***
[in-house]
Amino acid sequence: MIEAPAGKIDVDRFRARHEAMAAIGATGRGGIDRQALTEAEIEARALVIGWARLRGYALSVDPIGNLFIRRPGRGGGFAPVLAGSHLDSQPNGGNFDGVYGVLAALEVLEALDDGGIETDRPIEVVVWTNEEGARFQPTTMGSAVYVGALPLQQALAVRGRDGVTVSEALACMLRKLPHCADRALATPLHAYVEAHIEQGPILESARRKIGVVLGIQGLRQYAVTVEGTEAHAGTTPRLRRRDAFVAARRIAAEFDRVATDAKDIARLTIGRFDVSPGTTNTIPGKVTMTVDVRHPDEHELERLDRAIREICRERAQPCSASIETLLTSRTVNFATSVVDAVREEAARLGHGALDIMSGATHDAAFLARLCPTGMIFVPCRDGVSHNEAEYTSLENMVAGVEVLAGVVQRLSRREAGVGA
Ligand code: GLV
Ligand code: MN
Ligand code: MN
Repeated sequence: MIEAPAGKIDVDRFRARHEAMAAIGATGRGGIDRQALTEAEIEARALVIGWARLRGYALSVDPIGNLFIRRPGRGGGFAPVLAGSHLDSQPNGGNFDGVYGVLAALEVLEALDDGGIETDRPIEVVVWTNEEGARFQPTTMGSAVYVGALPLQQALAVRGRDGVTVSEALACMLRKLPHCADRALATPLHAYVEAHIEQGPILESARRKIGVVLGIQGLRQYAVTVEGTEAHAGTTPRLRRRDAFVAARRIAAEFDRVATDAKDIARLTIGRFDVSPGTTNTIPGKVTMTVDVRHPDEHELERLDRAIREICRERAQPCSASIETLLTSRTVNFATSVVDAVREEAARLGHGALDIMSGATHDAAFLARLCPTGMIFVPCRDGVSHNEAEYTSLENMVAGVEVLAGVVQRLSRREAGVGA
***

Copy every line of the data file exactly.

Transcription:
[in-house]
Amino acid sequence: MIEAPAGKIDVDRFRARHEAMAAIGATGRGGIDRQALTEAEIEARALVIGWARLRGYALSVDPIGNLFIRRPGRGGGFAPVLAGSHLDSQPNGGNFDGVYGVLAALEVLEALDDGGIETDRPIEVVVWTNEEGARFQPTTMGSAVYVGALPLQQALAVRGRDGVTVSEALACMLRKLPHCADRALATPLHAYVEAHIEQGPILESARRKIGVVLGIQGLRQYAVTVEGTEAHAGTTPRLRRRDAFVAARRIAAEFDRVATDAKDIARLTIGRFDVSPGTTNTIPGKVTMTVDVRHPDEHELERLDRAIREICRERAQPCSASIETLLTSRTVNFATSVVDAVREEAARLGHGALDIMSGATHDAAFLARLCPTGMIFVPCRDGVSHNEAEYTSLENMVAGVEVLAGVVQRLSRREAGVGA
Ligand code: GLV
Ligand code: MN
Ligand code: MN
Repeated sequence: MIEAPAGKIDVDRFRARHEAMAAIGATGRGGIDRQALTEAEIEARALVIGWARLRGYALSVDPIGNLFIRRPGRGGGFAPVLAGSHLDSQPNGGNFDGVYGVLAALEVLEALDDGGIETDRPIEVVVWTNEEGARFQPTTMGSAVYVGALPLQQALAVRGRDGVTVSEALACMLRKLPHCADRALATPLHAYVEAHIEQGPILESARRKIGVVLGIQGLRQYAVTVEGTEAHAGTTPRLRRRDAFVAARRIAAEFDRVATDAKDIARLTIGRFDVSPGTTNTIPGKVTMTVDVRHPDEHELERLDRAIREICRERAQPCSASIETLLTSRTVNFATSVVDAVREEAARLGHGALDIMSGATHDAAFLARLCPTGMIFVPCRDGVSHNEAEYTSLENMVAGVEVLAGVVQRLSRREAGVGA